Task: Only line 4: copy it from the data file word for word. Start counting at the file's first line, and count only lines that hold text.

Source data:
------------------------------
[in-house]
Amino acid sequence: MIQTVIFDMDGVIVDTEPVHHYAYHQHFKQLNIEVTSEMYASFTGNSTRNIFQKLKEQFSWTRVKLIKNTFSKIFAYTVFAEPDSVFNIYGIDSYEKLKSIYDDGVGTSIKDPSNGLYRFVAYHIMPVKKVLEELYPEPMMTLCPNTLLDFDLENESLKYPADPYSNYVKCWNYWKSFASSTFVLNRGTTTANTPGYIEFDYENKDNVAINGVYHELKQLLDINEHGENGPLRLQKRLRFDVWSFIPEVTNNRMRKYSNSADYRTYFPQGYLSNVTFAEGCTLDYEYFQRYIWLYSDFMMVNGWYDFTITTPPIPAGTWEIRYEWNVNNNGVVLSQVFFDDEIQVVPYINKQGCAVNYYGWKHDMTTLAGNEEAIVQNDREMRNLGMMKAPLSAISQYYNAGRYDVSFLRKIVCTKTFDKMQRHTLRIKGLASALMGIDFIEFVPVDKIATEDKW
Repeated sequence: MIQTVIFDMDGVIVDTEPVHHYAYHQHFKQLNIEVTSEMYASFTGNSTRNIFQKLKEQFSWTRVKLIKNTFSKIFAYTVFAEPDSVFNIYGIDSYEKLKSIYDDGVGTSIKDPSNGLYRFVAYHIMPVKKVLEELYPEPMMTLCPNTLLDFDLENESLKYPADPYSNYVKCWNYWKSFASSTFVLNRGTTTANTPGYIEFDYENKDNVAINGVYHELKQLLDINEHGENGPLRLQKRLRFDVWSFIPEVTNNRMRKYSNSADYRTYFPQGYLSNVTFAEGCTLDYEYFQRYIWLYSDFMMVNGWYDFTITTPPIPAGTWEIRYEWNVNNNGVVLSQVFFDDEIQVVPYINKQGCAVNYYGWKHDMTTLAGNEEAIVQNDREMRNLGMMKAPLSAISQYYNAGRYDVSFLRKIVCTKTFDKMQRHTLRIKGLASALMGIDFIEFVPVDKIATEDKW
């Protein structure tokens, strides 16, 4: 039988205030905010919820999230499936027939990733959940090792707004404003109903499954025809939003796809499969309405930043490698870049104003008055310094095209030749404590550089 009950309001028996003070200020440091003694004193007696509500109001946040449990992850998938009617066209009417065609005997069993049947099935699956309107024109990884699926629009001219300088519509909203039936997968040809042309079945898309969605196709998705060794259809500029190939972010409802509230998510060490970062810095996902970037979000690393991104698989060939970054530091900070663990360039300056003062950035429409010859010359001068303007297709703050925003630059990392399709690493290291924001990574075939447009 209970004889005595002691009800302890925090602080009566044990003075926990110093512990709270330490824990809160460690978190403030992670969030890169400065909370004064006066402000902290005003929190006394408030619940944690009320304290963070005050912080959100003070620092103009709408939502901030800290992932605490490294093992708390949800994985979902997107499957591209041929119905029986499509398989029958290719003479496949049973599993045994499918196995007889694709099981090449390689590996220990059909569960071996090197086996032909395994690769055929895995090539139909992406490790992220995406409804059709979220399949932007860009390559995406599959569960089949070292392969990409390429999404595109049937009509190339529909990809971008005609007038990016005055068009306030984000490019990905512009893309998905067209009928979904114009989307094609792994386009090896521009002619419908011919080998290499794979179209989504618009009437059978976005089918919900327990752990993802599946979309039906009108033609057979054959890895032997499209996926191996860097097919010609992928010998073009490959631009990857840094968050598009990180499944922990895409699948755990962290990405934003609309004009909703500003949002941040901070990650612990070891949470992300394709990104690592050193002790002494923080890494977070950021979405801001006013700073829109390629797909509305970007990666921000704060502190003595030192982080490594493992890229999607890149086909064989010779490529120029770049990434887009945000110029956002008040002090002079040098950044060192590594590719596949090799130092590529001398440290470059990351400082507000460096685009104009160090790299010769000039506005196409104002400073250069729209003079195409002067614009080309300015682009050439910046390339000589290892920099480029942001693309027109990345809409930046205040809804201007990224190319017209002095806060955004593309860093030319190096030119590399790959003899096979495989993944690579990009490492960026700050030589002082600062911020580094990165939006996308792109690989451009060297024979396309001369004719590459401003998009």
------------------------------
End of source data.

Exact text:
């Protein structure tokens, strides 16, 4: 039988205030905010919820999230499936027939990733959940090792707004404003109903499954025809939003796809499969309405930043490698870049104003008055310094095209030749404590550089 009950309001028996003070200020440091003694004193007696509500109001946040449990992850998938009617066209009417065609005997069993049947099935699956309107024109990884699926629009001219300088519509909203039936997968040809042309079945898309969605196709998705060794259809500029190939972010409802509230998510060490970062810095996902970037979000690393991104698989060939970054530091900070663990360039300056003062950035429409010859010359001068303007297709703050925003630059990392399709690493290291924001990574075939447009 209970004889005595002691009800302890925090602080009566044990003075926990110093512990709270330490824990809160460690978190403030992670969030890169400065909370004064006066402000902290005003929190006394408030619940944690009320304290963070005050912080959100003070620092103009709408939502901030800290992932605490490294093992708390949800994985979902997107499957591209041929119905029986499509398989029958290719003479496949049973599993045994499918196995007889694709099981090449390689590996220990059909569960071996090197086996032909395994690769055929895995090539139909992406490790992220995406409804059709979220399949932007860009390559995406599959569960089949070292392969990409390429999404595109049937009509190339529909990809971008005609007038990016005055068009306030984000490019990905512009893309998905067209009928979904114009989307094609792994386009090896521009002619419908011919080998290499794979179209989504618009009437059978976005089918919900327990752990993802599946979309039906009108033609057979054959890895032997499209996926191996860097097919010609992928010998073009490959631009990857840094968050598009990180499944922990895409699948755990962290990405934003609309004009909703500003949002941040901070990650612990070891949470992300394709990104690592050193002790002494923080890494977070950021979405801001006013700073829109390629797909509305970007990666921000704060502190003595030192982080490594493992890229999607890149086909064989010779490529120029770049990434887009945000110029956002008040002090002079040098950044060192590594590719596949090799130092590529001398440290470059990351400082507000460096685009104009160090790299010769000039506005196409104002400073250069729209003079195409002067614009080309300015682009050439910046390339000589290892920099480029942001693309027109990345809409930046205040809804201007990224190319017209002095806060955004593309860093030319190096030119590399790959003899096979495989993944690579990009490492960026700050030589002082600062911020580094990165939006996308792109690989451009060297024979396309001369004719590459401003998009």